‘You need to ensure that the clients interest are always put first’
Guvvy Sandhu is as consultant solicitor at Mackrell Solicitors. Having worked on more than 300 international M&A transactions, Guvvy is an experienced corporate and commercial solicitor with more than a decade and a half’s experience assisting businesses from a wide range of sectors.
The best thing about my job is seeing the look on a clients’ face when a deal closes. In short, I help entrepreneurs and business owners to buy and sell their businesses – generally businesses that are well established, with good track records, good contracts and good futures – in any and every business sector. On the seller side – I help sellers to realise the value of the investment that that they have spent years growing. On the buyer side – I help guide and protect buyers to ensure they are buying what they think they are buying, and protecting their investment to ensure it has value for when they want to sell in the future.
Covid is temporary – your business is not. It is a time for good businesses to be sold and we are seeing good prices being paid. Be realistic, have a good business structure with all the necessary contracts, personnel etc in place, and you’ll get good value. That also ensures that a buyer is prepared to pay good value – because they are buying a good business. Do not be afraid that your business might not be in a sector that is seen to be “sexy”. All businesses sell at a price. But you have to have a properly set up business and that means taking legal advice at the start of the process, not half way through.
The work done now will ensure that price is what you as seller, and you as buyer, want it to be.
Being back in the office early helped us to keep close to clients. For us, we have had all of our staff in the office since about early July and will continue to do so as long as the law allows. To say you can properly represent a buyer or a seller from afar, over zoom or whatever, is simply not true. You need to meet to advise. To do that, you need to be in the office.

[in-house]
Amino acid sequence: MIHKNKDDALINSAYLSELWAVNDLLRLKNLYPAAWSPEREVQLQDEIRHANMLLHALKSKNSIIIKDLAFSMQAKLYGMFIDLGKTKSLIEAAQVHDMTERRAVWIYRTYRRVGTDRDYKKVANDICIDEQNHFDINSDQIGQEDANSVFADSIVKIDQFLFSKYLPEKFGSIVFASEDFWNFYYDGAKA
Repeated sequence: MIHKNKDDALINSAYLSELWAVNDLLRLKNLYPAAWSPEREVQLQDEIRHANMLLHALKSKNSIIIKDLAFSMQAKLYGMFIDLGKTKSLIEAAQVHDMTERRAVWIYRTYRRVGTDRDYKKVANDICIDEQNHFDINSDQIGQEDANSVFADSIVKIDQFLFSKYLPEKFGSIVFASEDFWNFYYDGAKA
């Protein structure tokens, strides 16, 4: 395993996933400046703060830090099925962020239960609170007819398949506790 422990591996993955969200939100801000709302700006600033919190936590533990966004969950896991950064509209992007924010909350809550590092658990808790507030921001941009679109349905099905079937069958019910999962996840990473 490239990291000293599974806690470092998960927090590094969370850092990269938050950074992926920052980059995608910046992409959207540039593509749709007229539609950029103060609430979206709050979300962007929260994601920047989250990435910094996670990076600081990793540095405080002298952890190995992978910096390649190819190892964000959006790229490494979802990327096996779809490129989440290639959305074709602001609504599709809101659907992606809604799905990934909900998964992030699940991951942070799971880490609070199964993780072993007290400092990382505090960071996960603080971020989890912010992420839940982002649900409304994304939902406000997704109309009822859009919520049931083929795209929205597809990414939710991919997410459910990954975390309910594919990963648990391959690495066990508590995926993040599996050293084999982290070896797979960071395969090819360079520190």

The legal profession needs to develop its ability to market and sell its services. The key is the ability to create and develop relationships and not rely solely on technical ability. The key is personalities. The key is being there when you are wanted, not just when you think you want to be available. Business owners do not keep regular hours. Neither should you – if you want to do that, you are in the wrong job.
I’m not convinced by legal tech… yet. Whilst advances have been made, which may indeed impact cost, they can also impact effectiveness in representing the client – and the client cannot be allowed to suffer simply for the sake of advancements in technology.
It doesn’t always pay to argue. What I mean is that as corporate lawyers we are tasked with achieving the commercial aims of our clients and not engage in negotiations for the sake of negotiating. Too many firms want to argue every single point at all cost. And that is the difference – cost. You need to ensure that the clients interest are always put first. If the risk you are thinking of negotiating is negligible then is it really worth spending your time and your client’s time in pressing for it when it is not going to affect the money going to be received by the sellers or the money being invested by the buyer? Of course not.
You should always be willing to learn. When I was a junior lawyer, I would often be on the receiving end of critical comments from more senior lawyers on the other side of transactions. These comments had the same sentiment of: “I have been doing this a lot longer than you have which is why I am right”. This was regardless of actual experience in the buying and selling businesses. The lesson here for me is that I always take the time to listen to the perspective of every lawyer on the other side of a transaction – and indeed my own side – to see if I can learn something.
I’m a bookworm. If you look me up on LinkedIn, I do a lot of reading which is odd given that we lawyers spend hours reading during our day jobs. My reading is very much connected to the fact that I enjoy leaning from others, so the books I read are generally inspirational. If someone who has been very successful takes the time to explain in writing why, then I will take the time to learn from that.
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